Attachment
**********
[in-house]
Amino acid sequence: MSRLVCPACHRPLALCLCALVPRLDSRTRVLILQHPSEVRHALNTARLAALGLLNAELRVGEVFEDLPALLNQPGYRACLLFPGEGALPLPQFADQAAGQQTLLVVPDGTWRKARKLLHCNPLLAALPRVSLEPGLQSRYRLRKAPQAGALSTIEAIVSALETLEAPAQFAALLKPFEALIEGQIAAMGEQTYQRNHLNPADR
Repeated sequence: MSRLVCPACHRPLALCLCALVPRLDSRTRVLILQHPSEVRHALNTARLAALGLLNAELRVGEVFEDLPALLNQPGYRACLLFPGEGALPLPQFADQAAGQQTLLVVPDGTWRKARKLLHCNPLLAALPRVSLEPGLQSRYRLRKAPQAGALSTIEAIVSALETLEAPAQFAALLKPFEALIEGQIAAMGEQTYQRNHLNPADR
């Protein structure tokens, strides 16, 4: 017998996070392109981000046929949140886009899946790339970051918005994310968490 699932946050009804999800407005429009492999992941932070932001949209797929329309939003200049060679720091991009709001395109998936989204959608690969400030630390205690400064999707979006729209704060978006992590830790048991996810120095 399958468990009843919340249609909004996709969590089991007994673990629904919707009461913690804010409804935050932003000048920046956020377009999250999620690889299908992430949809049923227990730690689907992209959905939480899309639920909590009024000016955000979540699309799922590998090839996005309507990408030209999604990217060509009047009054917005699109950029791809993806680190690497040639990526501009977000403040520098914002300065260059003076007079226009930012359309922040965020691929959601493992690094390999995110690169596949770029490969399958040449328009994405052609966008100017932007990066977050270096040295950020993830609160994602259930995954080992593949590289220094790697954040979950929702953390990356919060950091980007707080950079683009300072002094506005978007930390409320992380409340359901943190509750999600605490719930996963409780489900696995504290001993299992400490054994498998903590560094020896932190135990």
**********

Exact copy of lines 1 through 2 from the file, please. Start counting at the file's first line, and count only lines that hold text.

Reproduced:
[in-house]
Amino acid sequence: MSRLVCPACHRPLALCLCALVPRLDSRTRVLILQHPSEVRHALNTARLAALGLLNAELRVGEVFEDLPALLNQPGYRACLLFPGEGALPLPQFADQAAGQQTLLVVPDGTWRKARKLLHCNPLLAALPRVSLEPGLQSRYRLRKAPQAGALSTIEAIVSALETLEAPAQFAALLKPFEALIEGQIAAMGEQTYQRNHLNPADR